Dan Muliika on Uganda's Political Landscape and the Need for Constitutional Reform

05 Apr 2023  |  observer.ug
Dan Muliika, the former prime minister of Buganda Kingdom, criticizes the political and constitutional development of Uganda in an interview with The Observer's Baker Batte Lule. Muliika argues that the 1995 Ugandan Constitution is flawed because it was not written in a language understood by the majority and was not representative of the indigenous communities. He suggests that Uganda's regions should convene to draft a new constitution that reflects their aspirations. Muliika also condemns the recent constitutional amendment allowing the president to contest indefinitely, labeling it as a tool for exploitation by the current regime. He calls for a grand national convention to address the country's governance issues and criticizes the current state of the executive, legislature, and judiciary, implying that Uganda is a failed state. Muliika also expresses his dissatisfaction with the handling of land issues, including the Justice Catherine Bamugemeire commission on land.

Col Fred Bogere on his opposition to lifting presidential term limits

05 Apr 2023  |  observer.ug
Col Fred Bogere, a former army representative in Uganda's parliament, spoke about his opposition to the lifting of presidential term limits in 2005, which he saw as a betrayal of the country's democratic principles. Despite intense pressure, including from President Museveni and the late Gen Aronda Nyakairima, Bogere stood his ground. He discussed the consequences of his actions, his eventual retirement from the military, and his views on the current state of Uganda's leadership and the potential for chaos and conflict. Bogere also reflected on his military career, the stagnation of his rank, and his aspirations to pursue journalism. He criticized the 2017 constitutional amendment to lift presidential age limits and expressed concern over the direction of the country, including the role of the military in politics and the fast-tracking of promotions within the army.

Sewanyana appointed to UN Human Rights Council

03 Apr 2023  |  observer.ug
Dr. Livingstone Sewanyana, the executive director of the Foundation for Human Rights Initiative (FHRI), has been appointed by the United Nations Human Rights Council as the Independent Expert on the promotion of a democratic and equitable international order. The appointment is a recognition of his nearly 30 years of experience in human rights advocacy. The selection process was competitive and transparent, involving an online application, interviews by a Consultative Group, and approval by the Human Rights Council. Sewanyana was the top-rated candidate among others from Jordan, Spain, Italy, Bangladesh, Egypt, Albania, and the United Kingdom. His role will involve assessing UN member states' progress on development goals related to healthcare, democracy, education, and other social indicators, and he will present an annual report to the UN Human Rights Council.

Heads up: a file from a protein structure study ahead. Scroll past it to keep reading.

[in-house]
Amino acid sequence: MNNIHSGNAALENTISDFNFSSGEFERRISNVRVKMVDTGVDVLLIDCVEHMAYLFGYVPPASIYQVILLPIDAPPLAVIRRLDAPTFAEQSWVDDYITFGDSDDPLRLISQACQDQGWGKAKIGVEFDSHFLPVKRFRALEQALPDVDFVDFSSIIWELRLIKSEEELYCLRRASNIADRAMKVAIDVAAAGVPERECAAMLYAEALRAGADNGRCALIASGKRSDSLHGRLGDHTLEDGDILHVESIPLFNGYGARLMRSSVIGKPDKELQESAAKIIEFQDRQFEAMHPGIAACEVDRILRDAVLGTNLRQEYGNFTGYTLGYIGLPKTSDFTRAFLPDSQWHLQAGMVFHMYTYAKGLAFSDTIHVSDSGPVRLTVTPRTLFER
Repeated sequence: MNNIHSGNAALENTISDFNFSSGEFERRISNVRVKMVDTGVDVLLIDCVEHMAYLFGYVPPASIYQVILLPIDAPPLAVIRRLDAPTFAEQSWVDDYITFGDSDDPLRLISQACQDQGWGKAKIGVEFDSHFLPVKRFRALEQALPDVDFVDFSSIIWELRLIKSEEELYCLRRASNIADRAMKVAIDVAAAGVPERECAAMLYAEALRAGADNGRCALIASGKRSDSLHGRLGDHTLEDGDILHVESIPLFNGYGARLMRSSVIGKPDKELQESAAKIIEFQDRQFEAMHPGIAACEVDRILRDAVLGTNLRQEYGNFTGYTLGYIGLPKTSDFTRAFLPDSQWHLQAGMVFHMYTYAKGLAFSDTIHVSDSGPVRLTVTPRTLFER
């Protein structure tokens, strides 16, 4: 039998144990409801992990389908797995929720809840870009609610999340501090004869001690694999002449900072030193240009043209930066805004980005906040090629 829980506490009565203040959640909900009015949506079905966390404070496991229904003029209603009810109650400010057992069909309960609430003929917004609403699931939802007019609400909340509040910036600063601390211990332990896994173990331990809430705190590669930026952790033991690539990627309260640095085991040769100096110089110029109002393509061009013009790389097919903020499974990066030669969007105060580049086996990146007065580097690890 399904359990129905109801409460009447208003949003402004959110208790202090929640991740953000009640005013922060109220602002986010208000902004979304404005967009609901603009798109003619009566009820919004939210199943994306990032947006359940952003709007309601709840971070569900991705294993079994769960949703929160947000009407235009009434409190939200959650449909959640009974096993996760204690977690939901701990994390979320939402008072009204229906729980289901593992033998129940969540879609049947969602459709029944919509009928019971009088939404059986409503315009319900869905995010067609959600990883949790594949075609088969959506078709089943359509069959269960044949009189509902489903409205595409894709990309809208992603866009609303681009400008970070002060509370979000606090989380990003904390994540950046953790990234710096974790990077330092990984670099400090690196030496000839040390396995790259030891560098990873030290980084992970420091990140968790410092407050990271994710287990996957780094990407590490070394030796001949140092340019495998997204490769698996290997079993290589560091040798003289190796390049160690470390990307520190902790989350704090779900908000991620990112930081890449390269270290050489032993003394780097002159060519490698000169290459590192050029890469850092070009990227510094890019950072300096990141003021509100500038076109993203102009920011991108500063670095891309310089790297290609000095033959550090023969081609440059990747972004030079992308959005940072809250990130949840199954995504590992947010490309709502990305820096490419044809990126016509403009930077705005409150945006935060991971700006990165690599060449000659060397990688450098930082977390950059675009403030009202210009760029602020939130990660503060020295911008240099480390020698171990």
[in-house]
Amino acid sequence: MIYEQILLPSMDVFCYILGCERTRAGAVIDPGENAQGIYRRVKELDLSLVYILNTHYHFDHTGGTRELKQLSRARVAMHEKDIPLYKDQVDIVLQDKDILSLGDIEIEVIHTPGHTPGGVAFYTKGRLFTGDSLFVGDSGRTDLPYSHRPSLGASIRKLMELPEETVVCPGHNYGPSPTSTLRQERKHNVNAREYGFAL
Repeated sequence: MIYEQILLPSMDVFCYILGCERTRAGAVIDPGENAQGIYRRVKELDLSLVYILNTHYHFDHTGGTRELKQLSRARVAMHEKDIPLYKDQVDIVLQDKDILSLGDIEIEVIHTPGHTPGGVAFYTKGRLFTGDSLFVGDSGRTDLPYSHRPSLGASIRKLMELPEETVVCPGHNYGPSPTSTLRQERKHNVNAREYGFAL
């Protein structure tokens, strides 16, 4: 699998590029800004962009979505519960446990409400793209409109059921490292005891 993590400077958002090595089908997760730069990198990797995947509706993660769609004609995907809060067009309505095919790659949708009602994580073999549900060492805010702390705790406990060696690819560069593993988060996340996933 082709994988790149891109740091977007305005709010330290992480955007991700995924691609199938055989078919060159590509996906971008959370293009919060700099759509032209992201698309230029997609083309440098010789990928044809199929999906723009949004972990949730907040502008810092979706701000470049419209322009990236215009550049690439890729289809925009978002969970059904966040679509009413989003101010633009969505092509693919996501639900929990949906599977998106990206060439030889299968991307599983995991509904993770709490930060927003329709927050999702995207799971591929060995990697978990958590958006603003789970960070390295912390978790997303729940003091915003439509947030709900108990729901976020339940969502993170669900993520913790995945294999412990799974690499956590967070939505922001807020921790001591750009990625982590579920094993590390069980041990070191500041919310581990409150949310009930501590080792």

Behind the FDC's victory and NRM's refusal to concede in Jinja East

30 Mar 2023  |  observer.ug
The article discusses the aftermath of the Jinja Municipality East by-election in Uganda, where FDC's Paul Mwiru won against NRM's Nathan Igeme Nabeta. The NRM, led by Secretary General Justine Kasule Lumumba, is challenging the result in court, citing electoral malpractices such as multiple voting, voter bribery, intimidation, and violence. The NRM's election taskforce chairman was allegedly attacked, and their supporters faced threats. Mwiru's supporters, however, claim the NRM has no case and point to their own grievances, including raids and arrests by soldiers. The election is seen as a reflection of national sentiment, particularly regarding President Museveni's popularity after the constitutional amendment removing presidential age limits. The opposition's unity, especially the support from DP, was a significant factor in Mwiru's victory. Internal wrangles within FDC and NRM also influenced the election outcome.

Kayihura still in the dark over his detention

20 Mar 2023  |  observer.ug